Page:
Press Release

Maine Ranked Third-Best State for Animal Protection Laws

2023 U.S. State Animal Protection Laws Ranking Report Released


SAN FRANCISCO, CA — For the first time, Oregon ranks as the top state for animal protection laws according to the annual U.S. State Animal Protection Laws Ranking Report published by the Animal Legal Defense Fund, the nation’s preeminent legal advocacy organization for animals.

The longest-running and most authoritative report of its kind, the 18th annual year-end report (2023) assesses the relative strengths and weaknesses of each U.S. state and territory’s animal protection laws, and ranks them accordingly.

Oregon is followed by Maine (2), Illinois (3), Massachusetts (4), and Colorado (5). In 2023, North Dakota sank to the bottom of the rankings in 50th place, with Alabama (49), Idaho (48), South Carolina (47), and Kentucky (46) rounding out the states with the weakest animal protection laws.

Maine earned its second-place ranking because state lawmakers have led the way in passing important animal protection measures. For example, Maine has some of the most comprehensive neglect laws in the country, with thorough definitions for the standards of care that guardians must provide to their animals. Additionally, Maine is one of just two states with a Courtroom Animal Advocate Program (CAAP) law, which permits the court to appoint an attorney to serve as a third-party advocate in animal cruelty cases to voice the interests of the animal victim. Even in Maine, there is room for improvement; for example, there are several important sentencing measures that are currently left up to the court’s discretion rather than mandated, including restitution for abused animals’ costs of care, and psychological evaluations for convicted animal cruelty offenders.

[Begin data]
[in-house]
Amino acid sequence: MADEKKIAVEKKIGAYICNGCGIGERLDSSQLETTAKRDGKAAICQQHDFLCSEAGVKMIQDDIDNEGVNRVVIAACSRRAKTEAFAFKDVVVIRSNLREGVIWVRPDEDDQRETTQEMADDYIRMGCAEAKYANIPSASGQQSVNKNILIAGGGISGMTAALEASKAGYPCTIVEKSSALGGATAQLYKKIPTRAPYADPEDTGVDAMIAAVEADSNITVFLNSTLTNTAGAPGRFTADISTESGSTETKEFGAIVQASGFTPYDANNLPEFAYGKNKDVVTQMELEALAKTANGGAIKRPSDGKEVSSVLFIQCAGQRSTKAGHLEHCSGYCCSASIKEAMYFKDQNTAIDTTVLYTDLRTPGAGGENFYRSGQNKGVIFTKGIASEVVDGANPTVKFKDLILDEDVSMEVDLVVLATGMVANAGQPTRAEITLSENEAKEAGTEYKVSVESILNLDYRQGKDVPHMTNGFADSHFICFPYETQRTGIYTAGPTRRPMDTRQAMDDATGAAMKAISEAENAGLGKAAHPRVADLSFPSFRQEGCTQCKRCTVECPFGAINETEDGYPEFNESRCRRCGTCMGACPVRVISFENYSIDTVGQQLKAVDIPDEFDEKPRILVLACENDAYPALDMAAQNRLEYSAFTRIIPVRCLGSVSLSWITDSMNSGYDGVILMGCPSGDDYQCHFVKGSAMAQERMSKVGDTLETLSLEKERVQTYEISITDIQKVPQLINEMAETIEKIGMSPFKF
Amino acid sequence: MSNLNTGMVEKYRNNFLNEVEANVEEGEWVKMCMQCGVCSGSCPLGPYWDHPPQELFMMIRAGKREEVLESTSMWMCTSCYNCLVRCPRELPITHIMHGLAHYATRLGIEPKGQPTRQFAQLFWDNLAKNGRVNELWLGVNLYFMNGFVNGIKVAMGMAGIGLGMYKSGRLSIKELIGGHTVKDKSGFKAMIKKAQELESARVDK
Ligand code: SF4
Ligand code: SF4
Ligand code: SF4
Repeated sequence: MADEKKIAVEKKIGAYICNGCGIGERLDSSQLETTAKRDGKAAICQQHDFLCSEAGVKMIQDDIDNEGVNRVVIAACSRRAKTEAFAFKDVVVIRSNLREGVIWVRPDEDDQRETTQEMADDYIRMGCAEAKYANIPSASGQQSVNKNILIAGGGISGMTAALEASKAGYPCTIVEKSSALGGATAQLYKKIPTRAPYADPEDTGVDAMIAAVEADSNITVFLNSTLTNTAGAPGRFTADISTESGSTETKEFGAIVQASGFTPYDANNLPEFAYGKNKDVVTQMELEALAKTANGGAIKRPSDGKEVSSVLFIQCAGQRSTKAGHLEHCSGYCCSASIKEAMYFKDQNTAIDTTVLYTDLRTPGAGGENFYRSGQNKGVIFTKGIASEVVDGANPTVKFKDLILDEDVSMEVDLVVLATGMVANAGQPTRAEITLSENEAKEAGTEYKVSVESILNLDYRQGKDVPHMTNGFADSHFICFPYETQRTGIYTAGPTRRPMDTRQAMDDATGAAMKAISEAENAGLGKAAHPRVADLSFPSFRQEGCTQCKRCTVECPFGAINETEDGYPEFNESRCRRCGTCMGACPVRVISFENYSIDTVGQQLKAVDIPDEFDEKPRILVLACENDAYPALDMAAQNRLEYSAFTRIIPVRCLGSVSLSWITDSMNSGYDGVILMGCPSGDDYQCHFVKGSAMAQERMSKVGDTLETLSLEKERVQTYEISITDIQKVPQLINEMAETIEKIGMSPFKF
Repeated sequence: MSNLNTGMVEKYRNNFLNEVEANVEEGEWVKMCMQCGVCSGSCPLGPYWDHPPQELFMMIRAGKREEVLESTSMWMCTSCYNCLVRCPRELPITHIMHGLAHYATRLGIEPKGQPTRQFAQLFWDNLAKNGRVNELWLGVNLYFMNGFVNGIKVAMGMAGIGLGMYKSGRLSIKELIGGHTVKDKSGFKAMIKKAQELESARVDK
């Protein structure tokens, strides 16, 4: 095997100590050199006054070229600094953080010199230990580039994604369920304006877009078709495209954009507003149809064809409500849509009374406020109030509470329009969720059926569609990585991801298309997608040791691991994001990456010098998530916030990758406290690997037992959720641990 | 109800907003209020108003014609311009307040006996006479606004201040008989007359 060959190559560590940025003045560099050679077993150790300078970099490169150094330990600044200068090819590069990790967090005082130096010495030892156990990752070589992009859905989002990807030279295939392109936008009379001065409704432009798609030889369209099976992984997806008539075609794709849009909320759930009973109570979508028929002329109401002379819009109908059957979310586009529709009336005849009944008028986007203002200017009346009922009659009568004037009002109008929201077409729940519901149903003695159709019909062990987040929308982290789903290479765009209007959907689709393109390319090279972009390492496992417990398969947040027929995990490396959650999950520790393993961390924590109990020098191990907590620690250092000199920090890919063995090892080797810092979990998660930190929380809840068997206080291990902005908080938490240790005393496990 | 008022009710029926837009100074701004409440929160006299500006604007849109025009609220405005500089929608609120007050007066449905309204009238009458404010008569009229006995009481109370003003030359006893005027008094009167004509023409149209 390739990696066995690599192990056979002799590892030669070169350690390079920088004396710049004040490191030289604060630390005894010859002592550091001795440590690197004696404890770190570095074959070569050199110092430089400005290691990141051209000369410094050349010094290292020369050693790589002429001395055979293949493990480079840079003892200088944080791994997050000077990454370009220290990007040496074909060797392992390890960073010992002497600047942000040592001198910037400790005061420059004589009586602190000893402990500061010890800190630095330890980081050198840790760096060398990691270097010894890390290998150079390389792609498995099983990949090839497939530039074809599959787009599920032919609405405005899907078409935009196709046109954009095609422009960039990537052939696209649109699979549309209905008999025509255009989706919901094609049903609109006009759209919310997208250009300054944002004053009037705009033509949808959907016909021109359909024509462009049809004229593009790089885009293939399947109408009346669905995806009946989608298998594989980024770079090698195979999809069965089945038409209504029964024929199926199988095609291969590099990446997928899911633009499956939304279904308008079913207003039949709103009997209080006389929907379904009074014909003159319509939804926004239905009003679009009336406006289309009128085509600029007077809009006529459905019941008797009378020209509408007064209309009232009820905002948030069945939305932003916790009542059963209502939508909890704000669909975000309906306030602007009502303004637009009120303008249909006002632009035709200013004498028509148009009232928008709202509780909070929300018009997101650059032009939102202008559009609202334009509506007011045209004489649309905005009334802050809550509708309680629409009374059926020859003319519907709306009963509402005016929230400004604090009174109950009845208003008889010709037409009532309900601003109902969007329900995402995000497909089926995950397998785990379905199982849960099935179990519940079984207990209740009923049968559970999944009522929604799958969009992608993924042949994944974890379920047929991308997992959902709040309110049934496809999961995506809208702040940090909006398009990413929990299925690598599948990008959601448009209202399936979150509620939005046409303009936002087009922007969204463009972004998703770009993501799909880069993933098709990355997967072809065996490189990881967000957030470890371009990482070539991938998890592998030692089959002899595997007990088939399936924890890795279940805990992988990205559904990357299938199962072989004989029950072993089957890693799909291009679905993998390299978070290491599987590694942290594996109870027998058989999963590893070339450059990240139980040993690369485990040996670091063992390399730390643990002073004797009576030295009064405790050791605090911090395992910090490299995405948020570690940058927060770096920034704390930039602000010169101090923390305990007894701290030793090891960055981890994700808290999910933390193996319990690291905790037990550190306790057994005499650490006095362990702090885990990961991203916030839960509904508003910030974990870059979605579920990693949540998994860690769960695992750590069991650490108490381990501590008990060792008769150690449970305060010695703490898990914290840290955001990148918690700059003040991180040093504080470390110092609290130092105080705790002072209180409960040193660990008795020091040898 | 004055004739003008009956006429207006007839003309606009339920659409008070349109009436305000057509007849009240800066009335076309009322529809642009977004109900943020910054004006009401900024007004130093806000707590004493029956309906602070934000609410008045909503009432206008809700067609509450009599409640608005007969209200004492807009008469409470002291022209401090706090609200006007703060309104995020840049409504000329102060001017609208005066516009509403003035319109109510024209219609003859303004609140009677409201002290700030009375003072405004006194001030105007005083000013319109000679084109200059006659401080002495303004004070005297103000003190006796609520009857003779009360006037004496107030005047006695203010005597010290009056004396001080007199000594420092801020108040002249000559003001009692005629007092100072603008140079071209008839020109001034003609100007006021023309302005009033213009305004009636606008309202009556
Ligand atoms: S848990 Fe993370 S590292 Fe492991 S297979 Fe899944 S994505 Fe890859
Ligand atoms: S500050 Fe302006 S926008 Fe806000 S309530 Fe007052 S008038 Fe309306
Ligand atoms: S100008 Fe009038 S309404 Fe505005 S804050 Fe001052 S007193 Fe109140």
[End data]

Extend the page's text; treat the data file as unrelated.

A new trend highlighted in the report is “bond-or-forfeit” laws, which help alleviate the financial burden on cities and counties caring for animals who have been seized pursuant to an animal cruelty case. It may take months or even years before a criminal case is fully adjudicated. During that time, the animal victims are often left in a type of legal limbo, being cared for by a local city or county shelter while still technically being the property of the defendant. The costs of caring for these animals accumulate quickly, especially if the animals require extensive veterinary treatment to recover from their neglect or abuse. “Bond-or-forfeit” laws resolve this issue by requiring the defendant to either post a bond covering the costs of caring for the animal or forfeit their property interest in the animal so they can be adopted out into a new, loving home.

“Each year, the Animal Legal Defense Fund is encouraged to see many jurisdictions strengthening their animal protection laws to improve the well-being of animals,” says Animal Legal Defense Fund Executive Director Chris Green. “However, this annual evaluation shows that, regardless of rank, every state and territory still has room to improve, and additional legislative progress is needed to ensure that all animals are afforded the same level of protection across the country.”

The rankings track which states are taking animal protection seriously and are based on a comprehensive review of each jurisdiction’s animal protection laws, including over 3,600 pages of statutes.

The full report, including details about each state, is available at

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